Published: 05 August, 2010
by RICHARD OSLEY
A TOP London school is searching for a new headteacher again after the man brought in to pep up its fortunes suddenly quit the job after only two years in charge.
Parents discovered on Friday that Robbie Cathcart would not be returning to the headteacher’s office at William Ellis School in Highgate after the summer holidays.
They were told he had left because he is is ready to pursue new career opportunities.
Fiona Millar, chairwoman of the governing body, said: “Mr Cathcart has decided to leave William Ellis School at the end of August 2010 and take the opportunity to pursue his professional career in a new direction.
“He asked me to say that he will look back at his time working at William Ellis with great affection.”
Mr Cathcart’s departure is, however, a shock to families who use the school because departures at this level are commonly trailed two terms in advance, as was the case with the recent exit of Michael Shew at Acland Burghley and Anne Canning at Camden School for Girls.
In contrast, Mr Cathcart’s decision to go was only revealed on the final day of term.
Parents said he had been on sick leave recently but there was no suggestion to them that he might leave.
A list of other staff who are leaving appeared in a recent school newsletter but did not mention Mr Cathcart’s plans to move on.
Governors wished him well for the future in their statement to parents and the Press.
The last headteacher, Richard Tanton, was also reported to be leaving to “pursue new career opportunities” when he left in 2008.
The recent history of the school is marked by a financial catastrophe in the months before Mr Cathcart’s appointment, revealed first in a New Journal investigation.
The all-boys school was plunged deep into debt after a mix-up over the payment of bills for a new boiler. It was described by Ofsted as a “period of significant turbulence” for the school.
Our enquiries found what appeared to be simple financial errors generating a debt of close to £500,000.
Education chiefs at the Town Hall had to get involved and there was a warning that the council would take over the management of the school unless a successful financial recovery plan was put in place.
School Improvement Officers from the council were regularly meeting with staff, although the Town Hall’s press office would not answer questions on whether William Ellis faced any special attention.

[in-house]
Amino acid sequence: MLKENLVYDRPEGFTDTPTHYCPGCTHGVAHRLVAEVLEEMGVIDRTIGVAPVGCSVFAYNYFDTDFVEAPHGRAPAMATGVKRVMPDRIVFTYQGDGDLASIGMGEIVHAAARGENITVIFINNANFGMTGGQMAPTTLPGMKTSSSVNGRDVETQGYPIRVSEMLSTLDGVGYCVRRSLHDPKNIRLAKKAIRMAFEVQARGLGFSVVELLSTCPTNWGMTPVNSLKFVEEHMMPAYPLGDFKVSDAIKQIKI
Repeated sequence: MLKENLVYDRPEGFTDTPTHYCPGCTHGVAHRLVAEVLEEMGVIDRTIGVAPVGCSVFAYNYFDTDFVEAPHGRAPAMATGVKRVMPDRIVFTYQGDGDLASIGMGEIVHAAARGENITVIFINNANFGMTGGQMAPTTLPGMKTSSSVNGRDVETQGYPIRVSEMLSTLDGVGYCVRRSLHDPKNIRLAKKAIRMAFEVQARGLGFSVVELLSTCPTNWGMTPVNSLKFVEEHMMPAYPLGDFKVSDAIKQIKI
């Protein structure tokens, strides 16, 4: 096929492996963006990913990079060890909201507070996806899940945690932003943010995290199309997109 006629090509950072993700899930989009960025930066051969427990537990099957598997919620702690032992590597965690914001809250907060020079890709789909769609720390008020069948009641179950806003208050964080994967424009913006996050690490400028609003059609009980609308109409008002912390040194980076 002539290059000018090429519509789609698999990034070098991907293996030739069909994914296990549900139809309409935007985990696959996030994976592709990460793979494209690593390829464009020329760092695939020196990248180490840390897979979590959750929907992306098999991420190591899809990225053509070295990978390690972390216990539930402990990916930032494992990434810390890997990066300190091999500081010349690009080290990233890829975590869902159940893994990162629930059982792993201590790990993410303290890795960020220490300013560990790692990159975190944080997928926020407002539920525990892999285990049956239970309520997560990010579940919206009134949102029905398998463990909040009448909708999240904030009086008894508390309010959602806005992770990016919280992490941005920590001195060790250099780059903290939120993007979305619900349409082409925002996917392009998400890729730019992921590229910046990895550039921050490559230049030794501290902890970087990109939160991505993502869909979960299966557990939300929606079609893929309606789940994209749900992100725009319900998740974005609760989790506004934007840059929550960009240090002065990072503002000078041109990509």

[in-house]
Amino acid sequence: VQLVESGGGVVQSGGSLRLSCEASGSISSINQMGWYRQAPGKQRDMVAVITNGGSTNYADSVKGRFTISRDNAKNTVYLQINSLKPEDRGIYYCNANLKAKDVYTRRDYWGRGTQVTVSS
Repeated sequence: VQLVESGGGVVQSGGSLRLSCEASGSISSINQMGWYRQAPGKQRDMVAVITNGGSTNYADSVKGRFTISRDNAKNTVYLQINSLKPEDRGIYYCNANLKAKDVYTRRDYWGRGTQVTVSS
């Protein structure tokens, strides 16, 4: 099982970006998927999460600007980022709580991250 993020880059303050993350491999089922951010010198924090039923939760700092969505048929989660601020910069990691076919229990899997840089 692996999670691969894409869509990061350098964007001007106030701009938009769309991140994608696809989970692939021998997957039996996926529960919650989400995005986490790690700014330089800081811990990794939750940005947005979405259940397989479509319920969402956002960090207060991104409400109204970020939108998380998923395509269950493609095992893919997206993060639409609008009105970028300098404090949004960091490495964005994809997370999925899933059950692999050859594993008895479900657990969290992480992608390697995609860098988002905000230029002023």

A spokeswoman would not expand on a statement which said: “The local authority does not carry out school inspections.
“However we do work with all schools on their development and our school improvement officers visit schools in the borough to review their progress.”
Sources close to the school, however, said regular monitoring remains even after financial problems had been soothed.
“The school had worked hard to turn around its financial issues but there were other issues that needed to be dealt with – including some behaviour issues,” said one.
“All schools have a relationship with the council but [William Ellis] was a school that was being looked at closely.
“People have an idea that the school is a place middle class families use and everybody does well, but in recent years it has been much more challenging.”
Ofsted’s view that the school only reaches its “satisfactory” level on its four point scorecard – one rung above “inadequate” – has been a source of disappointment for staff.
It jars with a traditional view of a high-performing north school known for churning out success stories.
Writer Toby Young and film-maker Julien Temple are among the alumni – known as Old Elysians – while former Health Secretary Patricia Hewitt once braved a double-standards row to use it ahead of a secondary closer to her Camden Town home.
A monitoring report filed by Ofsted in March again used the word “satisfactory”, rather than “good” or “excellent”.
It said: “While inspectors saw mostly satisfactory lessons and some good teaching, a small number of inadequate lessons were also seen.
“In the less effective lessons, teachers do not monitor the learning of the whole group with sufficient regularity to ensure that all are making good progress.”
Those findings were known to be a cause of concern, but Mr Cathcart and the school’s leadership were praised in the same report for being able to “point to significant successes”.
Ofsted said: “The school’s progress in key areas for improvement, together with improved leadership and management arrangements, provide good evidence that the school has a better capacity to improve than at the time of the last inspection [in 2008].”